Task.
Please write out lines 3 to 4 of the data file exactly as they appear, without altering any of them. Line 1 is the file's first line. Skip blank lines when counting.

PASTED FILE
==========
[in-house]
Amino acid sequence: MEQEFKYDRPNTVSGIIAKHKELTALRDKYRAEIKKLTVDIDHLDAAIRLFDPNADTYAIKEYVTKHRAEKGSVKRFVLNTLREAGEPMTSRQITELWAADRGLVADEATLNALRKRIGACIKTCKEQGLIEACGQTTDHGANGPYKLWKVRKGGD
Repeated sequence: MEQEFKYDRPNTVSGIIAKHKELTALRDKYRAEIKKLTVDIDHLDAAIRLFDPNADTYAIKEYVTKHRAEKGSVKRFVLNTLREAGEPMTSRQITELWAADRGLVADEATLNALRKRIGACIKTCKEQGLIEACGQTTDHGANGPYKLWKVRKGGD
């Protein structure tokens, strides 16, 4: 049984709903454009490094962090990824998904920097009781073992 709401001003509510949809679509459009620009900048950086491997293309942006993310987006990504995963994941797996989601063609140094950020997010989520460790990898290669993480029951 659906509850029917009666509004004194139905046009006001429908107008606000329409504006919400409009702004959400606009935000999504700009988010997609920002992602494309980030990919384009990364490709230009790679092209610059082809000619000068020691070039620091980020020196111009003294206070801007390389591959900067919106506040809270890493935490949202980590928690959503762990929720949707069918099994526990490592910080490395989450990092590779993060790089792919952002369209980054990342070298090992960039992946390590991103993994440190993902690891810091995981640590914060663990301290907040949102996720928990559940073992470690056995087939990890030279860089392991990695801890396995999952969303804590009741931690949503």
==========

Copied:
Repeated sequence: MEQEFKYDRPNTVSGIIAKHKELTALRDKYRAEIKKLTVDIDHLDAAIRLFDPNADTYAIKEYVTKHRAEKGSVKRFVLNTLREAGEPMTSRQITELWAADRGLVADEATLNALRKRIGACIKTCKEQGLIEACGQTTDHGANGPYKLWKVRKGGD
């Protein structure tokens, strides 16, 4: 049984709903454009490094962090990824998904920097009781073992 709401001003509510949809679509459009620009900048950086491997293309942006993310987006990504995963994941797996989601063609140094950020997010989520460790990898290669993480029951 659906509850029917009666509004004194139905046009006001429908107008606000329409504006919400409009702004959400606009935000999504700009988010997609920002992602494309980030990919384009990364490709230009790679092209610059082809000619000068020691070039620091980020020196111009003294206070801007390389591959900067919106506040809270890493935490949202980590928690959503762990929720949707069918099994526990490592910080490395989450990092590779993060790089792919952002369209980054990342070298090992960039992946390590991103993994440190993902690891810091995981640590914060663990301290907040949102996720928990559940073992470690056995087939990890030279860089392991990695801890396995999952969303804590009741931690949503």